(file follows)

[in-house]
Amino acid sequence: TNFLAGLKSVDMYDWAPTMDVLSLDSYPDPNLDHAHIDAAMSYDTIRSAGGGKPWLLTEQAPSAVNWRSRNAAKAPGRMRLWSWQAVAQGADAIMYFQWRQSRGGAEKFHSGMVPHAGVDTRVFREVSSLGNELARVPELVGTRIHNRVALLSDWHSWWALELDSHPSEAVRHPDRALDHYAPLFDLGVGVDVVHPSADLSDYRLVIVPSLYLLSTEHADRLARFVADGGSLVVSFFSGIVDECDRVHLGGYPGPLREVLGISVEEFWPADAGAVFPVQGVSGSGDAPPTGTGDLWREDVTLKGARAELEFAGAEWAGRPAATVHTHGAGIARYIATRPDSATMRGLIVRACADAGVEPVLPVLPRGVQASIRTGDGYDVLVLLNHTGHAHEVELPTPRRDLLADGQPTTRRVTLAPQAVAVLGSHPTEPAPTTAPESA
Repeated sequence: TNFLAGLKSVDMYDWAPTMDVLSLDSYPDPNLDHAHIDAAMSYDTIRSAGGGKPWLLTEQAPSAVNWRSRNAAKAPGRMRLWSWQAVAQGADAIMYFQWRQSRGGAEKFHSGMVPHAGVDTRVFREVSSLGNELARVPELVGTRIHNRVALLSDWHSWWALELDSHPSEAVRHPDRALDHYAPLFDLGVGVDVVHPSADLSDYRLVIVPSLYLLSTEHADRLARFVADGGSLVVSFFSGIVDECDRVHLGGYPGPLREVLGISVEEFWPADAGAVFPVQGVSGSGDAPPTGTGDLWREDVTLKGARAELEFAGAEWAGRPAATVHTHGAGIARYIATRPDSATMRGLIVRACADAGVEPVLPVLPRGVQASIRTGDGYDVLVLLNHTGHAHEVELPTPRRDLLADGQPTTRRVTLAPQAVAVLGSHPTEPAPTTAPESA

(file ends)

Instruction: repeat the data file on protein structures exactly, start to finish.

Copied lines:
[in-house]
Amino acid sequence: TNFLAGLKSVDMYDWAPTMDVLSLDSYPDPNLDHAHIDAAMSYDTIRSAGGGKPWLLTEQAPSAVNWRSRNAAKAPGRMRLWSWQAVAQGADAIMYFQWRQSRGGAEKFHSGMVPHAGVDTRVFREVSSLGNELARVPELVGTRIHNRVALLSDWHSWWALELDSHPSEAVRHPDRALDHYAPLFDLGVGVDVVHPSADLSDYRLVIVPSLYLLSTEHADRLARFVADGGSLVVSFFSGIVDECDRVHLGGYPGPLREVLGISVEEFWPADAGAVFPVQGVSGSGDAPPTGTGDLWREDVTLKGARAELEFAGAEWAGRPAATVHTHGAGIARYIATRPDSATMRGLIVRACADAGVEPVLPVLPRGVQASIRTGDGYDVLVLLNHTGHAHEVELPTPRRDLLADGQPTTRRVTLAPQAVAVLGSHPTEPAPTTAPESA
Repeated sequence: TNFLAGLKSVDMYDWAPTMDVLSLDSYPDPNLDHAHIDAAMSYDTIRSAGGGKPWLLTEQAPSAVNWRSRNAAKAPGRMRLWSWQAVAQGADAIMYFQWRQSRGGAEKFHSGMVPHAGVDTRVFREVSSLGNELARVPELVGTRIHNRVALLSDWHSWWALELDSHPSEAVRHPDRALDHYAPLFDLGVGVDVVHPSADLSDYRLVIVPSLYLLSTEHADRLARFVADGGSLVVSFFSGIVDECDRVHLGGYPGPLREVLGISVEEFWPADAGAVFPVQGVSGSGDAPPTGTGDLWREDVTLKGARAELEFAGAEWAGRPAATVHTHGAGIARYIATRPDSATMRGLIVRACADAGVEPVLPVLPRGVQASIRTGDGYDVLVLLNHTGHAHEVELPTPRRDLLADGQPTTRRVTLAPQAVAVLGSHPTEPAPTTAPESA